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Assess the usefulness of Marxist approaches to an understanding of crime and deviance in contemporary society

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Assess the usefulness of Marxist approaches to an understanding of crime and deviance in contemporary society Marxist criminologists argue that the state passes laws which support ruling-class interests, and maintain its control and power over the subject class. They put forward the view that laws do not reflect value consensus, but instead reflect the values of ruling class ideology. Therefore, laws work towards false class consciousness, as laws only benefit the ruling minority. Many Marxists also argue that there are a vast number of laws protecting property, and Snider (1993) argued the state is often reluctant to pass laws which might threaten profitability. She also argued capitalist states often pour large amounts of money into attracting business; for example offering new investors tax concessions and grants. The state may also be reluctant to pass or enforce laws against pollution and worker health and safety, as it may affect profit. Lauren Snider further argued that 'many of the most serious anti-social and predatory acts committed in modern industrial countries are corporate crimes'. ...read more.


He said crime should not be attempted to be eliminated completely, as society needs it in order to maintain acceptable limits. Marxist arguments also place an endue amount of emphasis on corporate crime, as Left realists argue. Crimes such as burglary and other violent crimes cause much greater harm than Marxists imply. Victims of crime are completely ignored in the Marxist analysis of crime; the harm done by offenders is not taken into account, and as victims are often drawn from less well-off sections of society, the consequences of these crimes can perhaps be more devastating than if a person from higher social strata was targeted. Marxists offer a very one sided view of crime, as the focus on corporate crime is based largely on economics, and ignores the social side of crime. Marxist criminology offers no view on the types of crimes which are of most concern to the majority of the population. The 'full social theory of deviance', put forward by Taylor, Walton and Young argues that rather than just focussing on structural reasons; individual motivation should also be considered. ...read more.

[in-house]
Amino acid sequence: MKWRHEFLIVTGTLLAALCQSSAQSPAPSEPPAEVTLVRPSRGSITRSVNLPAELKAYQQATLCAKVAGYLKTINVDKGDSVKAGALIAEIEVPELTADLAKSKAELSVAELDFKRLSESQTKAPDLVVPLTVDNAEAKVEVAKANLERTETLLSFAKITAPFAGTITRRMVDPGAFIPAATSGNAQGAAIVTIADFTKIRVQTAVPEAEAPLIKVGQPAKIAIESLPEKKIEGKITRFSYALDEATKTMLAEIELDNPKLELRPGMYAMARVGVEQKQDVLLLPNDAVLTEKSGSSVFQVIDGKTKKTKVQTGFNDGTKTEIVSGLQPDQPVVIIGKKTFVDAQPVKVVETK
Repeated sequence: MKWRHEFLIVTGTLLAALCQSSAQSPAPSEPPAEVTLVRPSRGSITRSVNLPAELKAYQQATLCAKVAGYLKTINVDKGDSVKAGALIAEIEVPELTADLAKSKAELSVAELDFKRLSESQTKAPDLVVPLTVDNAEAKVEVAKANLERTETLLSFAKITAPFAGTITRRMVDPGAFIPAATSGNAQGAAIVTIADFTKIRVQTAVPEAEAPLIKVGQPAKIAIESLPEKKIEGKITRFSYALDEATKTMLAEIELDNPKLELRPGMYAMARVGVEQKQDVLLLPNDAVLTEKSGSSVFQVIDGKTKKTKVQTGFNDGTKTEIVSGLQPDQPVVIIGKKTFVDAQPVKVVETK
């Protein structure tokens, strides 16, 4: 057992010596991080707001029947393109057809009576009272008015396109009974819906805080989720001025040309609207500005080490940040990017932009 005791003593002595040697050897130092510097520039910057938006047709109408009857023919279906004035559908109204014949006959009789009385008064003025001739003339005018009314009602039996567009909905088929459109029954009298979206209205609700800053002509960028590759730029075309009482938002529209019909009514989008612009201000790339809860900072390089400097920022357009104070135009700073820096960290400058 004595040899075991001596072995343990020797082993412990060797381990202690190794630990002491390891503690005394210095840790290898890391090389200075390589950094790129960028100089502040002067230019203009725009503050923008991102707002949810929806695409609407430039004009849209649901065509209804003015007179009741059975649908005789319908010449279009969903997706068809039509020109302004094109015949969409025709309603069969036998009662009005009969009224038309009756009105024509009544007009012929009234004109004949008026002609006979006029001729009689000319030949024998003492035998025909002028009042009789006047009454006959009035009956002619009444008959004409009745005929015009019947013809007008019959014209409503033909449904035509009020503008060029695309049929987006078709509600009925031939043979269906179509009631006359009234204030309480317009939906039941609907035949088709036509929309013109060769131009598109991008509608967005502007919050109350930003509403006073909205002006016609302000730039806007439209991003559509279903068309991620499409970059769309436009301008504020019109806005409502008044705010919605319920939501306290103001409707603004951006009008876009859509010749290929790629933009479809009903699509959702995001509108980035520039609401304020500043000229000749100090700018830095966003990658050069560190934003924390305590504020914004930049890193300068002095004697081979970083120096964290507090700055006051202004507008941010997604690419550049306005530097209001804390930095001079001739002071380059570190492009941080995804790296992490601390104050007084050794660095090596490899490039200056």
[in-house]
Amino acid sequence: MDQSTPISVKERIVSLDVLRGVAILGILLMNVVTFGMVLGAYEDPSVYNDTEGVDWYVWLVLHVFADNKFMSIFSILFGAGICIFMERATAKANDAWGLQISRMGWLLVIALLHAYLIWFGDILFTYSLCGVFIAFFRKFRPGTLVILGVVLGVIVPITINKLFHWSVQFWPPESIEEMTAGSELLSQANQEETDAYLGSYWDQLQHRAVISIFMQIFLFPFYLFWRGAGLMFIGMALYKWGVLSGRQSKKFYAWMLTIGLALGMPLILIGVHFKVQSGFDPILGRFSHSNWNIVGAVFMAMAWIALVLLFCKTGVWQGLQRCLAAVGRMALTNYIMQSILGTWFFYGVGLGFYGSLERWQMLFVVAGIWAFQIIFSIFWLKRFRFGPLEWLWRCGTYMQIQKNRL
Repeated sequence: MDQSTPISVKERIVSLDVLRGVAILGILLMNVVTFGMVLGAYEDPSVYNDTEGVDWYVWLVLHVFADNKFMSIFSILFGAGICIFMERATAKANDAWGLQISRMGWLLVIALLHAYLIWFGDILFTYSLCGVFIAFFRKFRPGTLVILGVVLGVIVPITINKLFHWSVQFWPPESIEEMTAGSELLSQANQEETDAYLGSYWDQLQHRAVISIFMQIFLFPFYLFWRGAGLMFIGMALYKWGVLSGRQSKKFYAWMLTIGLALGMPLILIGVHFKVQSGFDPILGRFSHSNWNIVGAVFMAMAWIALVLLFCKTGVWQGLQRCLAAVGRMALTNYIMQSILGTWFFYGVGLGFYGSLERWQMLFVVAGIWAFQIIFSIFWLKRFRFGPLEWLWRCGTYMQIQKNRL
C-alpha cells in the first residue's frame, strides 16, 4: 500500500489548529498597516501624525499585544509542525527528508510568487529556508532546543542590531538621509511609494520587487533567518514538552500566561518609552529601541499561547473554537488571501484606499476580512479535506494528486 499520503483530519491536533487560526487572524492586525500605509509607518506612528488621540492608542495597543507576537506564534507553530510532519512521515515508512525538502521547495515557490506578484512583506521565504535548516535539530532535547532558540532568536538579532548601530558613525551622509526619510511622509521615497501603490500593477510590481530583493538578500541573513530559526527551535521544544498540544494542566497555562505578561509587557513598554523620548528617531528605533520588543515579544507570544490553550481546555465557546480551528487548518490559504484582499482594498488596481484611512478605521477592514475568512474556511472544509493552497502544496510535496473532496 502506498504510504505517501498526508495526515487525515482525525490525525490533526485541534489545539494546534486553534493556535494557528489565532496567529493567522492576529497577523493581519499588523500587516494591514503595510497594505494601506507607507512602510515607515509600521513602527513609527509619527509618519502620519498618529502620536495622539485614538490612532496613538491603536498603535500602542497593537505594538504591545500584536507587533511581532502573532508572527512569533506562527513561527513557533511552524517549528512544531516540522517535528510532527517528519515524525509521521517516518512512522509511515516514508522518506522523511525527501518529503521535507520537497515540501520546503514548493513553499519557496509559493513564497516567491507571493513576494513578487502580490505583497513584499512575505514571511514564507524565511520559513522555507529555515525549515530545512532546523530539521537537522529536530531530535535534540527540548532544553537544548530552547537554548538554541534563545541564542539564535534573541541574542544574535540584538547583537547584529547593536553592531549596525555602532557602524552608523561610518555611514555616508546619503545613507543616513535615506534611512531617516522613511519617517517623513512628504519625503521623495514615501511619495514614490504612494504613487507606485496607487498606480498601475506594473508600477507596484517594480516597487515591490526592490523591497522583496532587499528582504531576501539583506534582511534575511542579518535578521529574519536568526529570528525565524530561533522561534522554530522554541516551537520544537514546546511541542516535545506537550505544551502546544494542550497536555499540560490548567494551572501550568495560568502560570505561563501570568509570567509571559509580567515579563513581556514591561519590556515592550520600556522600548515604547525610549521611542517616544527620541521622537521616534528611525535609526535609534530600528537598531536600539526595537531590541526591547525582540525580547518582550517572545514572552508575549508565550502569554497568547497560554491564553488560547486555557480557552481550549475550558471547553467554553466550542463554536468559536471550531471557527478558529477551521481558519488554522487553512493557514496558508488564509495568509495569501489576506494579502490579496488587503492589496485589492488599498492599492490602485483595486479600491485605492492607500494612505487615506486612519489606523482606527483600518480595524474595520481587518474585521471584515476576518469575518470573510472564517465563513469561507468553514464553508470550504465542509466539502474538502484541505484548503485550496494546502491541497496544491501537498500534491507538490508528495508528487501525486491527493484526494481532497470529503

Labelling theorists interpret deviance as a process of interaction between deviants and non-deviants. For example minor acts of childhood deviance may be regarded as harmless in an affluent area, but in less affluent areas they might be seen as evidence of tendencies towards teenage anti-social behaviour. Once a child is labelled a delinquent, they may consequently be considered untrustworthy by teachers and prospective employers. Howard Becker argued 'deviant behaviour is behaviour that people so label.' He also said that a person's dress, manner of speech or ethnicity could be the key factors that determine whether or not the deviant label is applied. The Marxist perspective on crime is useful to the extent of determining crime in economic terms. However, it places undue emphasis on corporate crime. It also argues that the state passes laws only to benefit the ruling classes, however, this theory neglects the fact that the majority of laws are made to protect the lives of the whole population. Crime covers a huge variety of forms of activity-from minor crimes such as petty theft, to mass murder. Due to this, it is difficult to produce a single theory that would account for all forms of crime. ?? ?? ?? ?? Emily Kaill ...read more.

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